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Masayoshi Son commits $2bn to Indonesia through Grab

SoftBank CEO meets Jokowi with plans to focus on AI and green vehicles

SoftBank's Masayoshi Son, center, met with Indonesian President Joko Widodo on Monday and promised to invest another $2 billion in the country. (Photo by Erwida Maulia)

JAKARTA -- SoftBank Group will invest another $2 billion in Indonesia, covering areas such as artificial intelligence and the development of an electric vehicle ecosystem, CEO Masayoshi Son said after he met with President Joko "Jokowi" Widodo on Monday.

Son said he intends to channel the money through Singapore-based Grab, Southeast Asia's leading ride-hailing company, which will use some of the cash to build its second headquarters in Jakarta.

A SoftBank spokesperson said the new $2 billion commitment to Indonesia will come from the company's existing investment in Grab. SoftBank, through its Vision Fund, has invested roughly $3 billion in the ride-hailer. Grab earlier invested over $1 billion into Indonesia, its largest market.

The Japanese company also will increase its investment in Tokopedia, Indonesia's largest online marketplace and one of four unicorns in the country. Son did not reveal the investment amounts in each of these areas, but it is understood that AI development will be a focus for both companies.

"We have already invested $2 billion in Indonesia, and now we would invest another $2 billion," Son told reporters after an hourlong meeting with Jokowi at the presidential palace in Jakarta. "Artificial intelligence is our focus. We will invest more into unicorns, and help create more unicorns in Indonesia." Unicorns are private companies valued at $1 billion or more.

Son said he also wanted to invest in smaller Indonesian startups, though he did not identify any prospects.

The SoftBank CEO said he wanted to invest in electric vehicles and renewable energy in Southeast Asia's largest economy -- citing solar, wind and geothermal energy -- to tackle the crises of high carbon emissions and pollution. Jakarta recently topped the list of most polluted cities in the world, according to real-time pollution monitoring platform AirVisual.

Asked whether this means investments in startups or bigger companies, Son replied, "We will study the opportunities, but we are definitely interested in electric vehicles, batteries and charging systems. We will invest in the ecosystem, and potentially invest into renewable energy."

The meeting took place just a few days after Son's company unveiled Vision Fund II, into which investors including SoftBank itself as well as Microsoft and Taiwan's Hon Hai Precision Industry have agreed to contribute at least $108 billion. The Japanese group's first $97 billion fund, launched in 2017, was the biggest private pool of money ever raised, making Son the most prominent investor in the tech world.

Son previously has spoken of his ambition to double down on AI development, likening the future of artificial intelligence to the internet revolution more than 20 years ago. In an interview with Nikkei last week, he cited corporate business models, health care and transportation as three areas that would be "most drastically transformed by AI in 10 years."

For its part, Grab said in a statement that the $2 billion would be invested over five years.

"The investment will go toward creating a next-generation transportation network for cities and transforming how critical services, like health care, are delivered," the ride-hailer said. "Both companies will also develop geo-mapping solutions for Indonesia, in order to drive the country's development and adoption of future technologies."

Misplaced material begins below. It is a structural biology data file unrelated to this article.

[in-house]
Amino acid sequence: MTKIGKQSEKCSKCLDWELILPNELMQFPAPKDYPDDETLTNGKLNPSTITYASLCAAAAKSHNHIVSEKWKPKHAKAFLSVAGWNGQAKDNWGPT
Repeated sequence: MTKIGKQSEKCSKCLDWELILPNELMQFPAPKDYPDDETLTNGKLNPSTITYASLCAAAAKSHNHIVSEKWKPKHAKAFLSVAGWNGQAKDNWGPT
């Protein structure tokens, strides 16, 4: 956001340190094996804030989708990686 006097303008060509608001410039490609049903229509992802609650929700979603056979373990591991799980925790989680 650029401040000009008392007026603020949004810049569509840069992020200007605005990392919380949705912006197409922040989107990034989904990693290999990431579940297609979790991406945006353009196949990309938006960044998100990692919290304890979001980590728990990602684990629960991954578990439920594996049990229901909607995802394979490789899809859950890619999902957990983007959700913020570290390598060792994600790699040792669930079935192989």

Grab already operates in more than 200 Indonesian cities and regencies, nearly half the country. The new initiative with SoftBank will give Grab greater ammunition in its battle with archrival Go-Jek, a homegrown company.

Grab Indonesia President Ridzki Kramadibrata said SoftBank's development of an electric vehicle ecosystem could involve South Korean automaker Hyundai Motor, one of Grab's investors.

"The emphasis for electric vehicles -- the most important -- is to build the ecosystem. Who will drive them? Surely we hope our drivers will," said Kramadibrata, who joined Son's Monday meeting with Jokowi, along with Grab co-founder and CEO Anthony Tan as well as Tokopedia CEO William Tanuwijaya.

Grab earlier said it was on track to raise a total of $6.5 billion between June 2018 and the end of this year, from investors including Japan's Toyota Motor. Much of the capital will be deployed in Indonesia, the company said.

In an interview with the Nikkei Asian Review in April, Grab President Ming Maa said Indonesia offered huge opportunities, including in financial services. Grab has partnered with local payment operator Ovo, developed by Indonesian conglomerate Lippo Group, on mobile payments in the country.

Tanuwijaya said Tokopedia will incorporate AI in developing "smart warehouses" to support the e-commerce company's logistics nationwide. SoftBank in December led a $1.1 billion Series G round for Tokopedia.

Son is the third high-profile investor that Jokowi welcomed in the palace over the past week, in the wake of the Constitutional Court ruling that confirmed his reelection.

The president met with the crown prince of the United Arab Emirates, resulting in the signing of $9.7 billion worth of deals in sectors such as oil and gas, petrochemicals and container port development. Separately, Jokowi met with Hyundai Motor Executive Vice Chairman Chung Eui-sun to discuss tax incentives for the automaker's plan to build a factory in Indonesia in 2021, as well as future investment opportunities in electric vehicles.

Nikkei staff writers Kentaro Iwamoto in Singapore and Wataru Suzuki in Tokyo contributed to this story.

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